What makes Greystone unique?

Rosenberg: We’re a fairly large lending firm, but we’re still privately owned and well capitalized. This means we can meet our clients’ demands up and down the capital stack in a way that others can’t. If we have a client that can’t close an acquisition because there’s a financing gap, we have the ability to provide a mezzanine or balance-sheet loan to fill that gap. We’re one of the few CMBS lenders that can provide mezzanine loans behind our CMBS loans, filling a real need in the market. The ability to remain nimble instead of stuck on protocol is very helpful.

As it says on our business cards, Greystone is “Where People Matter,” and that is really the guiding principle behind everything we do. From the top down, our belief is that the company exists to support the success of all of our employees and our clients—not the other way around. My goal as a leader is to help all of our teammates become as successful as they can in their careers, even if that’s outside of Greystone. We work hard to make life easier for our teams and clients.

How has Greystone managed its rapid growth?

Rosenberg: Our culture is a strong bonding force. It helps to have a team working with the same principles and ideals even when our employees may be spread apart.

As we grow, we want to make sure we’re doing so in a way supports our business and our people. Anytime we bring someone on board, we’re ensuring that we have the right systems in place – including organizational processes, technology and personnel systems — to support each individual so that we can maintain the integrity and quality of our service.

We hire self-motivated self-starters, and we empower and trust them to make their own decisions. They learn to trust their instincts, which allows us to decentralize some of our decision-making and processes. This also enables efficiency.

Tell me about a recent scenario in which Greystone provided a nimble execution of a financing transaction.

Rosenberg: Our client had been scrambling to arrange financing with a competitor for the $29.4 million acquisition of a 280-unit community in Houston, Hollow Tree Parc. When the competitor came up short, we received the deal with very little time left to close. We were also unsure if the property would meet the energy and water efficiency requirements for a Fannie Mae Green Rewards loan, so while we sorted out the debt component, we underwrote the equity portion of the deal, around $9.2 million.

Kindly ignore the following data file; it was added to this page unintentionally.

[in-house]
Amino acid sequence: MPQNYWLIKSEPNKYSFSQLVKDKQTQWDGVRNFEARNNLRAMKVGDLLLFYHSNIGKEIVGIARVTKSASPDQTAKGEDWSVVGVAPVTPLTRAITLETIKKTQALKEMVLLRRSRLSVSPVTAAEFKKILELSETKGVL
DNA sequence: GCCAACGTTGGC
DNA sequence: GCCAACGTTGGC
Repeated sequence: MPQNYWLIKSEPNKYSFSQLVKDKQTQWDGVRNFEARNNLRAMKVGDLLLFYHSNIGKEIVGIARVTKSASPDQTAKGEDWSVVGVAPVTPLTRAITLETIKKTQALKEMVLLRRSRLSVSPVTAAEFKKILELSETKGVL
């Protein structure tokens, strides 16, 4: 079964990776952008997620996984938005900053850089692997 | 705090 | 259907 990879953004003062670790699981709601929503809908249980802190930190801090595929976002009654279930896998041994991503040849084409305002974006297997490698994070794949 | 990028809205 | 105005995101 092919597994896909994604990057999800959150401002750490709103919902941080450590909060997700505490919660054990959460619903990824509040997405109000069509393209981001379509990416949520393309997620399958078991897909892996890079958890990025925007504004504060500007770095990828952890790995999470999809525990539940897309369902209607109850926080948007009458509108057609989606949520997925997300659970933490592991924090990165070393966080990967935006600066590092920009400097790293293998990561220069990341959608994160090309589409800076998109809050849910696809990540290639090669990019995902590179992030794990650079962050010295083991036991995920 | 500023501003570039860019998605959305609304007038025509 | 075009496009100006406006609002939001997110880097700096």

Greystone has a large network of equity limited partners, so we narrowed down potential matches to a group of 10, and within a week, were able to find a successful match to meet 90 percent of the buyer’s equity requirement. It took fewer than 50 days to close the deal, which totaled $30.6 million in debt and equity, including higher proceeds from the Fannie Mae Green Rewards loan.

What challenges and opportunities is Greystone encountering?

Rosenberg: Rising interest rates have been one of the biggest challenges to the industry. There’s continued uncertainty about the ultimate state of the government-sponsored enterprises. Generally, uncertainty is not helpful.

With regards to new construction, costs are up. The combination of both construction costs and interest rates going up means that a lot of new construction projects that worked a year ago are not penciling out today.

As far as opportunities for Greystone, the agencies continue to be very competitive in the multifamily debt business, so pricing has gotten very aggressive. From a historical standpoint, interest rates are still very low, which is good for borrowers.

There’s been a lot of consolidation in the lending space, with bigger banks buying smaller lending shops. With those acquisitions, there’s often comes a lot of bureaucracy and red tape. For us, that continues to be a strong differentiator.

What’s next for Greystone?

Rosenberg: The opportunities are wide open to reimagine what’s possible for Greystone in terms of how real estate lending, investment and advisory business is done. I’m really passionate about continuing to push the envelope and make the process easier and faster for our clients. We have a strong vision of where we’re going: We want to be the easiest lender to work with, and the easiest to work for. Having that vision is energizing to our team and to our clients, and it’s been a magnet for attracting top talent. Overall, we’re really excited about what’s to come.

Image courtesy of Greystone